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Water is essential to life. It is a vital resource for environmental and social sustainability and economic prosperity. Reducing water use and managing this resource wisely is critical.
We have a responsibility to actively manage and reduce our water use wherever possible.
|Water intensity (gallons/$ thousand revenue)1||26.80||26.49||25.75||24.18||23.15|
|Water intensity (gallons/Terabyte network traffic)||105||84||61||48||45|
- Realize 150 million gallons — roughly 15 percent of cooling tower water use and 5 percent of total water use — of annualized water savings by the end of 2015.
- Realize 400 million kWh in annualized electricity savings from free-air cooling projects by the end of 2015.
- Since the beginning of 2013 we’ve seen an overall annualized water savings of 236 million gallons, 72 million of which is directly attributable to conservation and free-air cooling projects. We’ve strategically optimized our investment in energy projects to include conservation, free-air cooling and real estate divestment, which resulted in exceeding our water savings goal associated with mechanic cooling improvement.
- Since the beginning of 2013, we have realized 107 million kWh of annualized electricity savings associated with free-air cooling projects.
Water is deeply important to the communities in which we operate. It is also critical to our own operations. The network that forms the core of our business requires a controlled and cooled environment, and water is oftentimes a critical input to the cooling equipment we use to create those conditions. In 2014, we used 3.046 billion gallons of water.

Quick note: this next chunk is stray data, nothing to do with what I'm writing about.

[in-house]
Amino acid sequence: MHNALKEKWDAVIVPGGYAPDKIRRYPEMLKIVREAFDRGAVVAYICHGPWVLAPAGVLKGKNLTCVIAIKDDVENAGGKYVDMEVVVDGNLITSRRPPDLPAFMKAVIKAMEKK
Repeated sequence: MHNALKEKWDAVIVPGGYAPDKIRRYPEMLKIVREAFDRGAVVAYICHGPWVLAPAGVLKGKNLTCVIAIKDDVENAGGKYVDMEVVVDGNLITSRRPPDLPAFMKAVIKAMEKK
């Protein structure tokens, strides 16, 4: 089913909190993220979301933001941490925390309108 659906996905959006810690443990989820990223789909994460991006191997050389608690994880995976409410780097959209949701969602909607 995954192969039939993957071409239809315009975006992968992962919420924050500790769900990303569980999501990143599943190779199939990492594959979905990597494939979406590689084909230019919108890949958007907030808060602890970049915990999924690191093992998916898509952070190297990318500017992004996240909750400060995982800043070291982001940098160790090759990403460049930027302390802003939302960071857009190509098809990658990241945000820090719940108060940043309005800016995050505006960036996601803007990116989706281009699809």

The importance of water became clear in 2014. In response to the driest California year on record and the emergency drought declaration by Gov. Jerry Brown to conserve water, AT&T California President Ken McNeely last year asked AT&T’s 34,000 California employees to reduce their company water usage by 30 percent until the drought declaration lifted. We stopped washing AT&T’s California fleet of more than 15,000 vehicles, reduced facility landscape irrigation, turned off decorative water features or fountains at corporate buildings, and remained vigilant in identifying water waste.
Start with Data
In 2010, we embarked on a process of water self-discovery that started with our first water footprint, and has led us to a multiyear engagement with Environmental Defense Fund to develop a set of tools and goals around cooling-related water efficiency. Learn more at www.edf.org/attwater.
We produced our first water footprint in 2010, but recognized that this top-line number was insufficient, so we analyzed further, realizing that:
- Our top 125 water-consuming facilities constitute almost 50 percent of our overall water consumption, and
- Thirty-eight of these 125 sites are in “high” or “very high” water stress regions, as determined by the World Business Council for Sustainable Development’s Water Tool.